I haven’t been onstage since July 2009. Even with my limited maths skills I know that’s a bloody long time. But next month I will be back to perform my new solo show at the Fronterafest Short Fringe festival and to make sure I don’t back out, I’ve invited everyone I know. Now I just have to remember how to be an actor.
I act out of necessity. Not in an ‘acting is my lifeblood’ wanky kind of way. I act because it is usually the only way I can get my work performed. Given that my characters are always British and a bit self-deprecating, it’s not too much of a stretch for me. But I definitely prefer writing over acting and will happily work on script rewrites up to the very day of the show, at which point I will remember about the acting bit and run my lines a few more times.
During the early hours of this morning, a perfect time for rehearsing, I decided to dig through the old reviews for my last show from 2009, “Don’t Stop Me Now”. When I say reviews, I do mean just the one review, which you can read here.
Dan Solomon, excellent reviewer that he is, forgave many flaws in the show and gave me some fantastic quotes to use. “Gallant is subtle and insightful”; “Gallant’s clever and affecting script and impressive solo performance.” Unfortunately I cannot use these kinds of superlatives as they all sound very sarcastic when filtered through my head. Plus it’d be bragging, right mum?
Dan also called it a “brave performance”. Brave is an odd word for a stage show. Very appropriate when describing firemen or a children’s cancer ward, but not so much for a self-indulgent show about a girl’s lifelong obsession with Freddie Mercury.
I was in fact described as ‘brave’ earlier this year and I didn’t even have to get on a stage. I changed my hair color from mid brown to platinum blonde. This, combined with my short hair cut clearly marked me as something of a pioneer in the eyes of the woman calling me brave. Because as we all know, only long hair is sexy. Just ask Joan of Arc (dead, so it’ll have to be a rhetorical question). Joan apparently said that she kept her hair short to prevent men making sexual advances towards her. Same thing with me.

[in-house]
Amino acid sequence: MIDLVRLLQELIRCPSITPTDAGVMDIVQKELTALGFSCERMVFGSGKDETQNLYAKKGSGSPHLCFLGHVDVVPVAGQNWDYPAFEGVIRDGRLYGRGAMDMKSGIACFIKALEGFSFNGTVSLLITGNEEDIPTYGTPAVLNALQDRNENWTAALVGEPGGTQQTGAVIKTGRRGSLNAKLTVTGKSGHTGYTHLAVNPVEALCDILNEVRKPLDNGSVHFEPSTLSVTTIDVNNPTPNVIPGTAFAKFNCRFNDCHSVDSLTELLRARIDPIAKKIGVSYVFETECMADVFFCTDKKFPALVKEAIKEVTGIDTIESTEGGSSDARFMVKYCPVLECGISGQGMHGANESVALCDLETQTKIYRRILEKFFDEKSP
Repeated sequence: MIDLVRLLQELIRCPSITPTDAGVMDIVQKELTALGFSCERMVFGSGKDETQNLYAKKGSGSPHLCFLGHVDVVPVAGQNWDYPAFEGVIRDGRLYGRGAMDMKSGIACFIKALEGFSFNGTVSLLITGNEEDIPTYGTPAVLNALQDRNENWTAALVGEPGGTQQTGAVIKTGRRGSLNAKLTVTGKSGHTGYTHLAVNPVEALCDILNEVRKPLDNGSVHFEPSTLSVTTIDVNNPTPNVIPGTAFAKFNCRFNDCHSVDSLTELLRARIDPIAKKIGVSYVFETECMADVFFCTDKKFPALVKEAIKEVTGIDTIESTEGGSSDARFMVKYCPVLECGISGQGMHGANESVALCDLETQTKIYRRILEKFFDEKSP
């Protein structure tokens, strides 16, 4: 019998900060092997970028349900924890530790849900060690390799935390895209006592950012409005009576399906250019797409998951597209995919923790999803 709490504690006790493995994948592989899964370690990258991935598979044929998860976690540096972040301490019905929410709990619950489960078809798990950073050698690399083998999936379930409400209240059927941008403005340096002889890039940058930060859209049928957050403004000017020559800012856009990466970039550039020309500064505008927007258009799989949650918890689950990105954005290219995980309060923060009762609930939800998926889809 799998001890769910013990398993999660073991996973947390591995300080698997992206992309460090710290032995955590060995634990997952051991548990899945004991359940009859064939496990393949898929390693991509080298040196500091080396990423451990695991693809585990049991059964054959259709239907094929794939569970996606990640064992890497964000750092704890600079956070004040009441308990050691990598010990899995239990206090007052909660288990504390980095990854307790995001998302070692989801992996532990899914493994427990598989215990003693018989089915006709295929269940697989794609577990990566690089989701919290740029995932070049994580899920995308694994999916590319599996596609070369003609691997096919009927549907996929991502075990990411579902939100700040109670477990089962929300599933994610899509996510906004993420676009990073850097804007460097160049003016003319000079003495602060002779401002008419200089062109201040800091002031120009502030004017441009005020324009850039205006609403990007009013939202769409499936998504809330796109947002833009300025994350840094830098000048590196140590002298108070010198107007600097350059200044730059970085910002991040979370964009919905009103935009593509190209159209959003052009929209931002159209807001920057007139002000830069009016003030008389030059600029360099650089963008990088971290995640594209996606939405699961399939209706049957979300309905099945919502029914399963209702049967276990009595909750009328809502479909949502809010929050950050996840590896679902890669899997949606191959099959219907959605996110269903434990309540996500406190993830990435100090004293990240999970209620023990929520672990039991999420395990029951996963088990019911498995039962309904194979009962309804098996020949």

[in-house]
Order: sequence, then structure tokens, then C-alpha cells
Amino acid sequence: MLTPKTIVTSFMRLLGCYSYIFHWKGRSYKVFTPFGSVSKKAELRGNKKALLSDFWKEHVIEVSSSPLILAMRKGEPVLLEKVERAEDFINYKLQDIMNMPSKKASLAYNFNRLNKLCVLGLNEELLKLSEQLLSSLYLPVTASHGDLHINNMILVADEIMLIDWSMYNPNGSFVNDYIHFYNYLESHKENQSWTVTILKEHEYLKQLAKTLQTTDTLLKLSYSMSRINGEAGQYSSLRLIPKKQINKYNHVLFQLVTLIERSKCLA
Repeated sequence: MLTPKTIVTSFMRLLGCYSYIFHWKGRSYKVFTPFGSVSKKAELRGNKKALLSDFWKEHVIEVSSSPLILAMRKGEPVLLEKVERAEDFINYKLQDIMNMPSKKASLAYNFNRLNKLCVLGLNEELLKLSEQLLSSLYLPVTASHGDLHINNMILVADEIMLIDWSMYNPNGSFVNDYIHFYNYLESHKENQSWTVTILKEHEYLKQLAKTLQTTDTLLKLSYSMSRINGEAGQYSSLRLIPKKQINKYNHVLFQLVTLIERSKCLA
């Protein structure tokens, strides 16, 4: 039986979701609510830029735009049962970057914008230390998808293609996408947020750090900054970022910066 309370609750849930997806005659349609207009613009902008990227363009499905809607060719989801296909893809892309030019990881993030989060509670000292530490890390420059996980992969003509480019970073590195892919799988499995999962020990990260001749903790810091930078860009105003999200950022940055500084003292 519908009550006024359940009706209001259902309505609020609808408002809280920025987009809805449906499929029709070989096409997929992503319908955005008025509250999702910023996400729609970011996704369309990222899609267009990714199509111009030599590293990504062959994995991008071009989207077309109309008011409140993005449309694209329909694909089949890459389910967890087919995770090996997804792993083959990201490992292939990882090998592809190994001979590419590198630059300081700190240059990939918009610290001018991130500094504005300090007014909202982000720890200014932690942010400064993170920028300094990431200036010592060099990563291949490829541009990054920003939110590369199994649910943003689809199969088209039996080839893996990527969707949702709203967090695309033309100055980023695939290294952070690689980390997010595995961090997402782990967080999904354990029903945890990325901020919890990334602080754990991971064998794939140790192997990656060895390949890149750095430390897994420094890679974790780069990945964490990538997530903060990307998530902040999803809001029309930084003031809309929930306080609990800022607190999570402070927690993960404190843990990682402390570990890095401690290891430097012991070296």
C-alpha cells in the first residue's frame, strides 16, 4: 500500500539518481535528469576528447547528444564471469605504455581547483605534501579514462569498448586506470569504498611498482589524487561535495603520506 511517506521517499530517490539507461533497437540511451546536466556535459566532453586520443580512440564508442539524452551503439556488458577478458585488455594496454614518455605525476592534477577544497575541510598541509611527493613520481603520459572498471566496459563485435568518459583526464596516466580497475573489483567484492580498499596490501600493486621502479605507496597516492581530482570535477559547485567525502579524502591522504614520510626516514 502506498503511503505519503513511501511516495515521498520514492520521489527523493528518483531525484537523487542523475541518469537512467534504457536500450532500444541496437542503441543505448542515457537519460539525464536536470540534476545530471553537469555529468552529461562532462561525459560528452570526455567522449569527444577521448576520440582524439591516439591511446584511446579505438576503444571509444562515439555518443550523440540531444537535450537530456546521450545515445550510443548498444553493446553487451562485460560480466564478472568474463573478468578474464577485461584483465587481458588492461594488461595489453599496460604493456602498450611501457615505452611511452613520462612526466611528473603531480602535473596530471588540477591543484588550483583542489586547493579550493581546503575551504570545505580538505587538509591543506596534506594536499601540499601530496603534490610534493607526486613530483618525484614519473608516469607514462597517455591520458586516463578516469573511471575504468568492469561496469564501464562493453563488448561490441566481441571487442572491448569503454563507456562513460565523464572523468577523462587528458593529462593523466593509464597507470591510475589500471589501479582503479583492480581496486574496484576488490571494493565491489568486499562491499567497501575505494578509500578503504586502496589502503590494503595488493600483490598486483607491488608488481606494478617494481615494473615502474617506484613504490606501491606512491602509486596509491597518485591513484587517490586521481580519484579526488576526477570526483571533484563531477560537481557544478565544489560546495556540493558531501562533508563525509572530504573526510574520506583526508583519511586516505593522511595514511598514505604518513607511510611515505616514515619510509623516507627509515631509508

I did get a lot more comfortable as Dan’s review continued with these quotes: “the show starts to become a drag”; “a show that’s conceptually strong, and a powerhouse for its first 45 minutes, doesn’t so much end as it farts out.” Now these are words a Brit can be proud of.
I will have many long-standing friends in the Fronterafest audience. This is pretty impressive for someone who has only been in the country for 12 years. These are friends who have sat through countless stand-up comedy shows, Funniest Person in Austin contests and my earlier Fronterafest performances. But I’ve also got people coming who know me only from my fear of box jumps and my ability to do an unassisted pull-up at the gym. Fearing their high expectations, I wish I could lower the bar, but my Crossfit/Lean Lifting coach threatens us if we dare put our bars down. Honestly.
I’m not even sure how I feel about this show. It’s evolved a long way from its original concept and it deals with the always crowd pleasing topics of alzheimer’s and suicide. And I sing. I want it to be good; I hope people see the funny in it and that they understand my ridiculous Russian accent.
I shall now spend a few minutes visualizing the brilliant reviews Gallant is going to receive after this performance. Because if you believe it, it will happen. The Secret said so. After that I will start rehearsing. Absolutely definitely.